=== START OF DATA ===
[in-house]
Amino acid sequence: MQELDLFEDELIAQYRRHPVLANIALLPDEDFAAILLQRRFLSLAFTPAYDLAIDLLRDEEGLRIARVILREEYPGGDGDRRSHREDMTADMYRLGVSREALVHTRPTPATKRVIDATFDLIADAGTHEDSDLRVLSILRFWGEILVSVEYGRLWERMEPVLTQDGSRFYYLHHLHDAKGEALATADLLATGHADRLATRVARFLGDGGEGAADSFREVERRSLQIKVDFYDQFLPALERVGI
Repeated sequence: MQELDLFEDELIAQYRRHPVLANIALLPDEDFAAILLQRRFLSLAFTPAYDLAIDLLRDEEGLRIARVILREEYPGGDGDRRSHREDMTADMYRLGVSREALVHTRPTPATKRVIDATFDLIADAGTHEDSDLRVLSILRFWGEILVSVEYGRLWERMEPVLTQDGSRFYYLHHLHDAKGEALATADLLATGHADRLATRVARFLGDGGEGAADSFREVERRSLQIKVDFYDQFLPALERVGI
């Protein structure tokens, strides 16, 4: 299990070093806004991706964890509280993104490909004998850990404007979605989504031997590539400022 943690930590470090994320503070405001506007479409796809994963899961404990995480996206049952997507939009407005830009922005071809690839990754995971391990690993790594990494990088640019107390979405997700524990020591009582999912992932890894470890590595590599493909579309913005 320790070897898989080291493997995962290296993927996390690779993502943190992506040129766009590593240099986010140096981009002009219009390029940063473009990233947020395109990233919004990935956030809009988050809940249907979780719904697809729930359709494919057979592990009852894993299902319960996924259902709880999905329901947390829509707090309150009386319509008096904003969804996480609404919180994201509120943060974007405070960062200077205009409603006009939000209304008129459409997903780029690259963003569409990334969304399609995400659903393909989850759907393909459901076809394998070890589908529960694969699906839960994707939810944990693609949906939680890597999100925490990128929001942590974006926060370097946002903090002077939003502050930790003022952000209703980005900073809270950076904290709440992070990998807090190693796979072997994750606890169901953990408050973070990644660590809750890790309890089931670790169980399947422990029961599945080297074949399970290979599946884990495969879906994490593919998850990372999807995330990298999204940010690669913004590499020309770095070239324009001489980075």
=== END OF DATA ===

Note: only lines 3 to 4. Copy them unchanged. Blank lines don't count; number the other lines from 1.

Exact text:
Repeated sequence: MQELDLFEDELIAQYRRHPVLANIALLPDEDFAAILLQRRFLSLAFTPAYDLAIDLLRDEEGLRIARVILREEYPGGDGDRRSHREDMTADMYRLGVSREALVHTRPTPATKRVIDATFDLIADAGTHEDSDLRVLSILRFWGEILVSVEYGRLWERMEPVLTQDGSRFYYLHHLHDAKGEALATADLLATGHADRLATRVARFLGDGGEGAADSFREVERRSLQIKVDFYDQFLPALERVGI
């Protein structure tokens, strides 16, 4: 299990070093806004991706964890509280993104490909004998850990404007979605989504031997590539400022 943690930590470090994320503070405001506007479409796809994963899961404990995480996206049952997507939009407005830009922005071809690839990754995971391990690993790594990494990088640019107390979405997700524990020591009582999912992932890894470890590595590599493909579309913005 320790070897898989080291493997995962290296993927996390690779993502943190992506040129766009590593240099986010140096981009002009219009390029940063473009990233947020395109990233919004990935956030809009988050809940249907979780719904697809729930359709494919057979592990009852894993299902319960996924259902709880999905329901947390829509707090309150009386319509008096904003969804996480609404919180994201509120943060974007405070960062200077205009409603006009939000209304008129459409997903780029690259963003569409990334969304399609995400659903393909989850759907393909459901076809394998070890589908529960694969699906839960994707939810944990693609949906939680890597999100925490990128929001942590974006926060370097946002903090002077939003502050930790003022952000209703980005900073809270950076904290709440992070990998807090190693796979072997994750606890169901953990408050973070990644660590809750890790309890089931670790169980399947422990029961599945080297074949399970290979599946884990495969879906994490593919998850990372999807995330990298999204940010690669913004590499020309770095070239324009001489980075």